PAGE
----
Tonka trucks, Barbie and Ken, Etch-A-Sketch, Cabbage Patch Kids, Beanie Babies—these iconic toy brands were each best-sellers in their own right, having become symbols for entire generations of children over the years. LEGO Systems, the company behind the toy building brick sets, is among these long-standing toy leaders, having emerged as a favorite among children of all ages.
With events like the 1973 energy crisis, the Exxon -Valdez oil spill of 1989, skyrocketing oil and gas prices in 2008 and the ongoing conversation surrounding climate change and energy conservation, the oil and energy… Continued
Of Rapping Flight Attendants, SEO and Online Trolls: PR News Launches its Second Annual Digital PR SummitOctober 23rd, 2009 by Iris Dorbian
Yesterday’s second annual PR News Digital PR Summit at the Grand Hyatt in midtown Manhattan was a like a virtual smorgasbord for the digital palate in the sense that it had everything for everyone to… Continued
Cas Purdy, PR consultant and owner of PURDYPR, shared an insightful social media tip with the online public relations community recently: “Don’t Twitter when you’re bitter.”
By now, everyone has heard about David Letterman’s late-night dalliances with female staffers on his show. His fellow funny men, from Jimmy Kimmel to Conan O’Brien, have all piped in with their comedic two cents. Helene Solomon, CEO of Solomon McCown & Company, gives a communicator’s perspective about why Letterman will survive this image crisis.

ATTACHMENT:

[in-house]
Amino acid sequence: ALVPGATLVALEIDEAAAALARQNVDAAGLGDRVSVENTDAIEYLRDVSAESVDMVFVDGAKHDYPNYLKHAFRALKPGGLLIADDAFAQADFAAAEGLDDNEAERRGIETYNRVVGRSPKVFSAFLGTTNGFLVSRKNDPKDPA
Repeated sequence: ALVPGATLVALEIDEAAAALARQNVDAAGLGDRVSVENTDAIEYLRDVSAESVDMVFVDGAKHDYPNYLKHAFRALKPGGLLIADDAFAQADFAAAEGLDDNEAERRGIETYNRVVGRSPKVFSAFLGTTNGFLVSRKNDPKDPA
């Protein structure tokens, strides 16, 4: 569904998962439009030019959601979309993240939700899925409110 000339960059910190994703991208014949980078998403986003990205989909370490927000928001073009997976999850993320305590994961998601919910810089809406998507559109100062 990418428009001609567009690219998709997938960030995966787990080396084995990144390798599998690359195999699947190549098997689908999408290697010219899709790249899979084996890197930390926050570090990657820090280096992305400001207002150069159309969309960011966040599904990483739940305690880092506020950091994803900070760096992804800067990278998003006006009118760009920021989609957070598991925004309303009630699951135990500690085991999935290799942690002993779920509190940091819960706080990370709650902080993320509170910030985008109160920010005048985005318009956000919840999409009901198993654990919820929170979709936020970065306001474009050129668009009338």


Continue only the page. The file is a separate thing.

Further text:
These are challenging times for communicators and their businesses. The economic crisis is putting pressure on budgets, yet CEOs are demanding more from their communications teams. They’ve got the jitters—and rightly so—about the impact of social media on their organization’s reputation, and they’re asking their PR teams to get a handle on every possible media channel. They want to know when the next reputational crisis may hit the social media sphere.
Quantifying the value of intangible assets has always been a struggle for communications professionals, whose responsibilities lay primarily in an intellectual, if not ethereal, realm (think reputation, engagement, authority, influence, etc.). Imagine, then, the challenges faced by professional services firms, which sell nothing but intangible assets—namely, institutional know-how and intellectual capital.